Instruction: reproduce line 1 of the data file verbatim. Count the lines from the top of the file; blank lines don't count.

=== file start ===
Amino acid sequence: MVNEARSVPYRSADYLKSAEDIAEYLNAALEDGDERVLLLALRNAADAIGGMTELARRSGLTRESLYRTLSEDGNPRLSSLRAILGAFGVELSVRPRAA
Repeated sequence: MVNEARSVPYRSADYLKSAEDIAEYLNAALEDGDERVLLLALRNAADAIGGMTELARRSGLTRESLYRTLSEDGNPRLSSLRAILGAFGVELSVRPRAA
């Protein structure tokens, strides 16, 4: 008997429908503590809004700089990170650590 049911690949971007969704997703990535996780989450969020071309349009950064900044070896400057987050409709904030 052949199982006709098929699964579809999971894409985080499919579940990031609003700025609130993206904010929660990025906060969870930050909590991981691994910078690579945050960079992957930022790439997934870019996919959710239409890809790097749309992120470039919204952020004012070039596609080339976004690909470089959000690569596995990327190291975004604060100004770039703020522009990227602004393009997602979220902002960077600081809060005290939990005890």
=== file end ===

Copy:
Amino acid sequence: MVNEARSVPYRSADYLKSAEDIAEYLNAALEDGDERVLLLALRNAADAIGGMTELARRSGLTRESLYRTLSEDGNPRLSSLRAILGAFGVELSVRPRAA